It worked well with Jack Anthony eventually out-lasting his illustrious predecessor Dave Willis, as a top Box Office attraction. G. H. Elliott had been engaged by Fred Collins to play Dandini in ‘Dick Whittington’ in the Coliseum Theatre in Glasgow in the late twenties and immediately became very popular with the Glaswegian audiences and the pantomime broke all records. The following season, he appeared in ‘The Forty Thieves’ and made his opening entrance in a Baghdad Market place scene on the back of a real camel, kindly lent by Mr E. H. Bostock of Bostock & Wombwell’s Travelling Menagerie.
Elliott had to stand for quite a few minutes until applause subsided. He received his Command Performance during this engagement.
At that time he commanded a salary of £350 weekly. He became popular world-wide and his most famous songs were ‘Lily of Laguna’ and ‘By the Light of the Silvery Moon” so he was only too happy to return to Glasgow to appear in the company of Jack Anthony.
Other Scots comedians who came up through the “Collins” system were Jack Radcliffe and Alex Finlay – not to mention Robert Wilson the popular Scottish Tenor who alone during that era could match the drawing power of the comedians.
Bert Bendon, George West. Harry Gordon, Aly Wilson and Denny Willis all starred in many ‘Collins’ productions over the years to mutual advantage.
In these days, all theatres were officially graded as ‘Ones’, ‘Twos’ and ‘Threes’. These gradings were based on the ‘drawing’ power at the Box Office and were nothing to do with the size or facilities so that a small theatre in a town where there was only one such venue could be rated higher than a larger city theatre where there were several theatres to choose from. As far as Scotland was concerned, the Collins circuit comprised of all ‘Twos’. On leaving the “Collins” control, all artistes, without exception, went on to play the Number ‘Ones’ which were mainly under the control of either Howard & Wyndham or Moss Empires.
Between the long traditional Scottish seasonal productions which fortnightly completely changed their content, the theatres presented traditional variety and the Agency was constantly searching for fresh top-quality acts. Horace and his assistants scoured Britain, Ireland and Western Europe always looking for the best and in 1935, he even crossed the Atlantic to look at the Vaudeville Circuit and doubled his trip with a face-to-face get-together with his American contact, Neil Kirk. Kirk was a Theatrical Agent in New York who had introduced talent to Scotland from time to time through the Collins Agency and in turn the Collins Agency had sent lots of Scottish Acts over to America where they, of course, were made extremely welcome by the large number of Scots who had emigrated to the States. Sir Harry Lauder had made several very successful trips to America and was every bit if not more popular there as in London. The voyage made by Horace was undertaken in a partly holiday atmosphere as he was accompanied by Dave Willis who he was promoting at that time. It is interesting to note that Horace carried with him an open introductory letter to all American Civic Dignitaries penned by Glasgow’s Lord Provost, Alexander B Swan, describing him as one of Glasgow’s leading citizens. A small amount of 16mm film footage of this voyage has survived.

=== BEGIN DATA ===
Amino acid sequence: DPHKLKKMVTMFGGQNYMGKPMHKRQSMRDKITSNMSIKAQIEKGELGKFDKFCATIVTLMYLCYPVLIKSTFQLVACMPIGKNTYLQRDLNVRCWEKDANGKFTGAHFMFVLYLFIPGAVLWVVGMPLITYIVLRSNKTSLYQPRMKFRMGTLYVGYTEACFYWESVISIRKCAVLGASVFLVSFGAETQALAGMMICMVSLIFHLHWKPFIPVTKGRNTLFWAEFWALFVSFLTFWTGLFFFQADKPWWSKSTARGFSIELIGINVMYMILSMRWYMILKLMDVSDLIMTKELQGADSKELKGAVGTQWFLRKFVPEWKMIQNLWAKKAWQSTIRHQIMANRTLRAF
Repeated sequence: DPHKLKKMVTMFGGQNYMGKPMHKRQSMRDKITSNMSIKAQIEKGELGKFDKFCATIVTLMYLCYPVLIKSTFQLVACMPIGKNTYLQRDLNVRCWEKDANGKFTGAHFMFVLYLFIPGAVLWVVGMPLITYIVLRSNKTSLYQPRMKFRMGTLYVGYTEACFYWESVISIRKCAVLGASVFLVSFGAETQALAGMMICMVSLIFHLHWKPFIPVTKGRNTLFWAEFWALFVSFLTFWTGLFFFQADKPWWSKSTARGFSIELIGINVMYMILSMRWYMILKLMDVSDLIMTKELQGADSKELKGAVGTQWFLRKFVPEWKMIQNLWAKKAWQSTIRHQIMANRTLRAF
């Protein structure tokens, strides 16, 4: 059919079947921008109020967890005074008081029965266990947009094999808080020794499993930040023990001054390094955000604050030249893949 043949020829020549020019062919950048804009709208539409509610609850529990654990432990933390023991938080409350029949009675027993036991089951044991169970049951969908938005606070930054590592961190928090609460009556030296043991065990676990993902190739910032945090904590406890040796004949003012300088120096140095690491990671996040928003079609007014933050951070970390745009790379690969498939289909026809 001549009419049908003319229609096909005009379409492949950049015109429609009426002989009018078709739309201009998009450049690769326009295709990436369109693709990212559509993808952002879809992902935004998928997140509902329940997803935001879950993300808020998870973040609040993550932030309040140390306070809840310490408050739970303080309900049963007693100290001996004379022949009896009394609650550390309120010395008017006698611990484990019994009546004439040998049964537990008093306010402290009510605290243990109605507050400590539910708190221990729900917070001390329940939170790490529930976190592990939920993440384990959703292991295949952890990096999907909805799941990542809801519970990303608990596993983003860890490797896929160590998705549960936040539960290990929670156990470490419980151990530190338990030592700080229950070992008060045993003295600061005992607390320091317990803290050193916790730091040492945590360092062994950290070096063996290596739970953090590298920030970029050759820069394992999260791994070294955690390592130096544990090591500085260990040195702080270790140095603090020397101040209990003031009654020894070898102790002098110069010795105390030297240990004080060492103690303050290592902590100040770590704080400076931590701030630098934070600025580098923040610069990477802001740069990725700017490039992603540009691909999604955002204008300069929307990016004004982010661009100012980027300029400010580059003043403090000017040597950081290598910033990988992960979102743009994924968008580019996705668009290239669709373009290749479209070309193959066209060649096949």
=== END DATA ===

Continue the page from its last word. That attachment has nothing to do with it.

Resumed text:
1938 saw the Glasgow Empire Exhibition open to promote British Industry and since the Collins family home was in Dumbreck, right opposite Bellahouston Park (the venue of the Exhibition), Horace and Josee spent as much time as they could visiting with many of their theatrical acquaintances. Horace produced unique colour 16mm film of the Exhibition. Unfortunately, Josee was unable to attend the opening Ceremony of the Empire Exhibition as she had just given birth to a daughter, Josette Irene, three days earlier!